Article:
- When I discuss "white privilege," I will try to be more clear about whether I am addressing White privilege or white/fair-skin privilege. As a general rule, if White is capitalized, I am referring to people of Western European descent or who otherwise have fair skin and identify with a Western cultural heritage. Generally, if I refer to people as being white with a lowercase w, I'm just speaking of skin tone.
- By the same token, I may use the capitalized Black to refer to African-American people and the lowercase black to refer to people who have very dark skin. But again, I will try to be very clear in my writings about which I mean in any given instance.
- I don't necessarily find it very helpful to refer to Hispanic people as brown. I'll try to avoid this, using Hispanic or Latino/a instead. I won't ever refer to East Asians or Pacific Islanders as yellow; nor will I refer to Native Americans as red.
- Since this blog assumes that white privilege exists, it will often be necessary to distinguish non-white people from white people. In such cases, I might use the terms "black and brown" without relegating either to a particular ethnic group. I'll also use the terms people-of-color, person-of-color, or POC for short.
- I will never use racial slurs to refer to a person or group of people, but I suppose I might use them to make a point about racism or racist language (I would rather use the word "nigger" to make such a point than, say, "the N-word" - the latter is how white people get away with saying the former without having to actually speak it aloud). For my purposes: if a teacher called a student "nigga" or "nigger," as the case may be, then that is absolutely a shame and a disgrace; but it's still the word he used. If I'm reporting the story, I will not feel a sense of personal shame and disgrace for a word that another person used; and I won't hide behind the first letter if using the word is ever necessary (this will be very rare, I'm sure).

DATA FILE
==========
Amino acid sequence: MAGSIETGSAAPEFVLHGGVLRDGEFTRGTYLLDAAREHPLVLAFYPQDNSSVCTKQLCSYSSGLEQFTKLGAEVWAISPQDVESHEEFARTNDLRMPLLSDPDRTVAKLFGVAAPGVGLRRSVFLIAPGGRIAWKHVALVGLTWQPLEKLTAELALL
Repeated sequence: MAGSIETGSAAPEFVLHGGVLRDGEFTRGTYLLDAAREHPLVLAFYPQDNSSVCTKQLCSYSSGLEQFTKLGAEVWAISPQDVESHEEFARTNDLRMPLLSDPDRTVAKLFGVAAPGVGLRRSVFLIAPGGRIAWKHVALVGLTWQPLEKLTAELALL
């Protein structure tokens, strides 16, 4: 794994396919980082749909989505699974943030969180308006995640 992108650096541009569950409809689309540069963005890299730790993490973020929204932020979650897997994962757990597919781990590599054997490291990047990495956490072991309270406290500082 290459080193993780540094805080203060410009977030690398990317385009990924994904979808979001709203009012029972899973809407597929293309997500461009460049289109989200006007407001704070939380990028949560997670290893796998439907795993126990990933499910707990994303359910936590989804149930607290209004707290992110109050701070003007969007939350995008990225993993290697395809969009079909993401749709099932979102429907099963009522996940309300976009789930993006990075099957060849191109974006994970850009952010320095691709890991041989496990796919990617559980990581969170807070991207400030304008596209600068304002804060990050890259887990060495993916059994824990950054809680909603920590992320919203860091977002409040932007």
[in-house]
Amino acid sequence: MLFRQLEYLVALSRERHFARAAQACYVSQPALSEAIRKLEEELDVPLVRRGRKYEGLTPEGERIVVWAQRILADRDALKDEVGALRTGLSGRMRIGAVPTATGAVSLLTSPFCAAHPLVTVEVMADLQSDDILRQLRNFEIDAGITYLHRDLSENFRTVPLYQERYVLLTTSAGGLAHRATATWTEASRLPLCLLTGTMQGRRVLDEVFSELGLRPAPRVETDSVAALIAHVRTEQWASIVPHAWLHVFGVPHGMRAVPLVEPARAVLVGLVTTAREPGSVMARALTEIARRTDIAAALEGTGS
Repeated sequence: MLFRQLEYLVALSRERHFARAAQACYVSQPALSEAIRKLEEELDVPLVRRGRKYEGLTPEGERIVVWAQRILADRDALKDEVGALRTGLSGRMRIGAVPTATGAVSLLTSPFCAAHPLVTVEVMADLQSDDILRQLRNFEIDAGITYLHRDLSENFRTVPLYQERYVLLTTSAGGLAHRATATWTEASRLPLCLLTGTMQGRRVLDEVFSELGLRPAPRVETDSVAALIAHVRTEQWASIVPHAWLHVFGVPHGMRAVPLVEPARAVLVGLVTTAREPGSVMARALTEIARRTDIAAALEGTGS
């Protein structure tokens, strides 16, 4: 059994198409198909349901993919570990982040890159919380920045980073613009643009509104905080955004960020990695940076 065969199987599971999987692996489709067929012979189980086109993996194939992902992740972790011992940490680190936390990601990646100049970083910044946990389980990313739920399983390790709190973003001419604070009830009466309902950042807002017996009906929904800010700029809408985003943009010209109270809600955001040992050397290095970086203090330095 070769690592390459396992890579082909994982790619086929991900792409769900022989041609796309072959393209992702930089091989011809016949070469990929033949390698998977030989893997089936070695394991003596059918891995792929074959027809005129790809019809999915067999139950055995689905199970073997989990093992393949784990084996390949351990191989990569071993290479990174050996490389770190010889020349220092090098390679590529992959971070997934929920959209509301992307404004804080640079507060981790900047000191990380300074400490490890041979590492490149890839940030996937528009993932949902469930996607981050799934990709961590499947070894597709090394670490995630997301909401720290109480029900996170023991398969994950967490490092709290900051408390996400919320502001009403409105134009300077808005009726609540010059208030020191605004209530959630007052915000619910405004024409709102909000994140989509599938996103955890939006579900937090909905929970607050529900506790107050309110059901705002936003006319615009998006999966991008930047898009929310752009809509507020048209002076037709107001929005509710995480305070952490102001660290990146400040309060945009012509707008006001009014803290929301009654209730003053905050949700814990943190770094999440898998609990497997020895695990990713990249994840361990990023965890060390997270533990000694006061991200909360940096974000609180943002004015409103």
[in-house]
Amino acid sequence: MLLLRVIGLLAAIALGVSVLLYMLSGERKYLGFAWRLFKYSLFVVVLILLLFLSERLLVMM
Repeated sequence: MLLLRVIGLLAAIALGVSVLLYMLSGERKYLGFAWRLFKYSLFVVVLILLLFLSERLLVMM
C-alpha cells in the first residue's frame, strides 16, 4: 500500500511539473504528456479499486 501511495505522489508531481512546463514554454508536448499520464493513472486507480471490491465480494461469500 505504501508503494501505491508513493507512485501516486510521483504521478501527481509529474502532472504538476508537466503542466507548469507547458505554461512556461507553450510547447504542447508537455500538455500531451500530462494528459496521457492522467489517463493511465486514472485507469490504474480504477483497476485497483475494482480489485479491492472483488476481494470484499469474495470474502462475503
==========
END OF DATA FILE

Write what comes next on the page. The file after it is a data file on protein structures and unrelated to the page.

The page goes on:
- Finally, I recognize that certain terms are sometimes considered politically incorrect or offensive. Perhaps folks reading this post have been put off by certain words or terms that I have used. If this is you, please comment and let me know! I will try to be sensitive to that. At the same time, please be mindful that I am yet learning how to talk about these matters and that even when I stumble, I'm still with you in solidarity.